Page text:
Here are two films about World War II that approach the conflict from unusual vantage points. No Normandy, no Pearl Harbor, no Iwo Jima (neither movie is about America, after all). These stories capture the devastation of war without visceral battle scenes, without much violence of any kind. That’s because they focus on the perspectives of children — young boys who feel the same excitement that leads young men into military service but who are not yet prepared for the consequences. War films have sometimes stumbled trying to reconcile the paradoxical reality of war, its allure and its horror. Maybe the secret of this reality can be found inside the mind of a boy.
Ivan’s Childhood was the debut film by Andrei Tarkovsky, and as lofty as his subsequent work would get, it might be my favorite. It tells the story of a Russian boy who joins the fight against the Germans as a spy after his family is killed. Much of the “plot” of the film consists of Ivan arguing with Soviet officers who are understandably hesitant to put him in harm’s way. Instead of a conventional narrative, Ivan’s Childhood is a tapestry of dreams, memories, and observations. Gorgeously shot in black and white by Vadim Yusov, the film shows the resilience of nature against the onslaught of mechanized combat. Impressionistic dream sequences fill in Ivan’s backstory, showing the carefree happiness that he has since lost. These images blend seamlessly into the rest of the film, so that the dreams have a tangible quality and the “real” events have the texture of a dream. One of my all-time favorite shots involves a soldier helping a nurse over a trench but stopping to kiss her as she dangles — an image at once romantic and deeply troubling. Elsewhere, Ivan observes the anguish of a farmer whose home has been destroyed, and later reads the words that captured soldiers carved into a wall before being executed. These sights only strengthen his resolve to do all he can to help defeat the enemy.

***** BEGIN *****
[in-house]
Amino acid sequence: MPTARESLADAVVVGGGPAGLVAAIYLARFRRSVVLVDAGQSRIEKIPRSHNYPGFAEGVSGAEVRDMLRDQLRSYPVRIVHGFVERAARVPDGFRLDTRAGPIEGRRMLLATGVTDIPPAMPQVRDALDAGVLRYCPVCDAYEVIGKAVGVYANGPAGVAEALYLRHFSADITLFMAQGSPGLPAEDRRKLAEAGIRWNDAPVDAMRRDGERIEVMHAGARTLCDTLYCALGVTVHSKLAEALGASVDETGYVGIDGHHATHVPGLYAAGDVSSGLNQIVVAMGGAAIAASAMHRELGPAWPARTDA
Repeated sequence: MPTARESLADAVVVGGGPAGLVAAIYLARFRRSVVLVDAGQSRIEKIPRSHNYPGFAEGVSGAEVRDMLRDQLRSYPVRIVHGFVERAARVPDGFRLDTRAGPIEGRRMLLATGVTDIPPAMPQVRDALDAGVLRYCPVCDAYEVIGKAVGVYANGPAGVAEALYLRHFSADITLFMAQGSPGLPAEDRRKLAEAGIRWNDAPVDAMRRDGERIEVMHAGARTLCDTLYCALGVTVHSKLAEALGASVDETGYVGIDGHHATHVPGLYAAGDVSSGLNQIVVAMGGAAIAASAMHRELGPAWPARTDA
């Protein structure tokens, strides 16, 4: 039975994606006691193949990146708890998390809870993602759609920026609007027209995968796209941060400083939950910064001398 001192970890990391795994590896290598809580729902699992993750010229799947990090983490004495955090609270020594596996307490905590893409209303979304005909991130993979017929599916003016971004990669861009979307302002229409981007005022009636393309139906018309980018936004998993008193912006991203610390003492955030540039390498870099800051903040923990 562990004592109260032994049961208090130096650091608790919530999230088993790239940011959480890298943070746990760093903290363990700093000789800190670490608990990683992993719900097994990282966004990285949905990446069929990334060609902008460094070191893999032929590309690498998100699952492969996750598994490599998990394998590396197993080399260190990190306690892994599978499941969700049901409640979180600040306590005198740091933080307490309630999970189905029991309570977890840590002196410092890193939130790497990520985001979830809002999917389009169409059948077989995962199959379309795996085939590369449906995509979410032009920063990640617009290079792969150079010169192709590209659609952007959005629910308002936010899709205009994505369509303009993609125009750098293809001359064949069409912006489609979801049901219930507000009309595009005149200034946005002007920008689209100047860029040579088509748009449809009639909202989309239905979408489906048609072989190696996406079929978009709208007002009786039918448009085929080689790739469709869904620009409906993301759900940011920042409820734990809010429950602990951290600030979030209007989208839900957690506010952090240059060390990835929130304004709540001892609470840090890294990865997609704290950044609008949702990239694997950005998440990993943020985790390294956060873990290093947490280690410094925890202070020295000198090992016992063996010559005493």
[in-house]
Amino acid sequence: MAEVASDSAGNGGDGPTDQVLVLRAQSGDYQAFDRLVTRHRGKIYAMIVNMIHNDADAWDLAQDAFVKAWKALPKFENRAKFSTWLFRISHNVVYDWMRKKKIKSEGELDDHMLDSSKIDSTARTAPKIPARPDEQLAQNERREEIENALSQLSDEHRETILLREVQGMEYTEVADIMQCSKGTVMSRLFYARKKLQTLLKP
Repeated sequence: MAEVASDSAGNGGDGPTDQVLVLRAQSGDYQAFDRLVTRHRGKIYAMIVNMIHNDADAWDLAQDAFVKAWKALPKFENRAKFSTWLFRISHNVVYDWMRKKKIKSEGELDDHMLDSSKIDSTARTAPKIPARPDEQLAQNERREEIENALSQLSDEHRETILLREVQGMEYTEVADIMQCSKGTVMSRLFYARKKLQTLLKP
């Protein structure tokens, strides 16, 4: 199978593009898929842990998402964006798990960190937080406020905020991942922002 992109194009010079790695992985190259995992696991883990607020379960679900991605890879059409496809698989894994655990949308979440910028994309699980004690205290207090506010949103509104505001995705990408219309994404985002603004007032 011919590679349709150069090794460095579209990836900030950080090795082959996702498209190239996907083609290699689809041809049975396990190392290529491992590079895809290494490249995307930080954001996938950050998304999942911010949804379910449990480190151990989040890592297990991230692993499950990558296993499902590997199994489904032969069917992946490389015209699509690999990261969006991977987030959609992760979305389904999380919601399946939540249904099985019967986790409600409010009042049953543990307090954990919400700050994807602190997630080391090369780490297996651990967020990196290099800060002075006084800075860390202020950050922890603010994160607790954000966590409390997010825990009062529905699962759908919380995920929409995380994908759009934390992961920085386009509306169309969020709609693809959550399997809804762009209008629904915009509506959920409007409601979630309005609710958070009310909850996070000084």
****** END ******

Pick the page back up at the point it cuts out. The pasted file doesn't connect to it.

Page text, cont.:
Ivan, played by Nikolai Burlyayev, is something else. Driven by vengeance, he will stop at nothing, running away from a boarding school and threatening to escape again if the officers send him to a military school. He knows the chain of command, and he’s been around enough to know something about Nazism, as well. Precocious, resourceful, and compassionate, Ivan has a lot of potential. But the war has hardened him, made him angry and terrified, blasted away all his illusions. In short, Ivan makes Bruce Wayne look like a spoiled brat.
Speaking of whom…
Jim, the main character in Steven Spielberg’s Empire of the Sun, is played by a 13-year-old Christian Bale. Like Ivan, he is thrust into the reality of the Second World War when he’s separated from his family. Unlike Ivan, Jim can’t make any active attempts to strike back against the enemy. His only goal is to survive his time in a Japanese internment camp. Drawing on the Hollywood tradition of POW camp films, from Stalag 17 to The Great Escape, Spielberg paints a stark portrait of lost innocence and a harsh introduction to the adult world.
The film’s title contains a double meaning. Primarily, it refers to Japan’s ambitions of conquest. But it also recalls the British Empire, on which “the sun never set.” Jim and his family’s presence in Shanghai at the start of the film is a relic of that empire, which the war would play a role in dismantling. The imperial pomposity is effectively captured by the sight of English men and women dressed for a costume party, riding in hulking vehicles through streets swarming with locals. Jim is a smart boy with a passion for aircraft, but naturally he is even less prepared for what’s about to happen than his overconfident parents. Coming face-to-face with illness, death, and opportunism in the internment camp, Jim’s rude awakening hardens him just as much as Ivan’s did. Spielberg offers this film almost as a self-rebuke. The story rejects the kind of fairy tale endings he was famous for, specifically the resurrection of E.T. the Extra-Terrestrial. When Jim assists a doctor by giving chest compressions to a dying patient, he is shocked when her eyes suddenly turn to look at him — an image at once magical and horrifying. Despite this bluntness, it’s hard to miss the “Hollywood” nature of the film when seen back-to-back with a Soviet movie. Spielbergian sentimentality and humor are sprinkled throughout, the John Williams score guides the viewer’s emotional response, and the film concludes with American forces flying to the rescue. After two and a half hours, the general impression is of suffering and loss, but the film definitely ends on more of a triumphal note than Ivan’s Childhood.
These two movies are at least as much about boys becoming men as they are about war. Developing the desire to fight for what you believe in, building a personal moral code, learning to support yourself — generally speaking, these are the processes that make the coming-of-age transition happen. Circumstances sometimes dictate that a boy won’t have the cushion of an entire adolescence to finish growing up. This is one of war’s many tragedies, but those who can make it out of the crucible have a head start on the rest of us. There is always hope in that.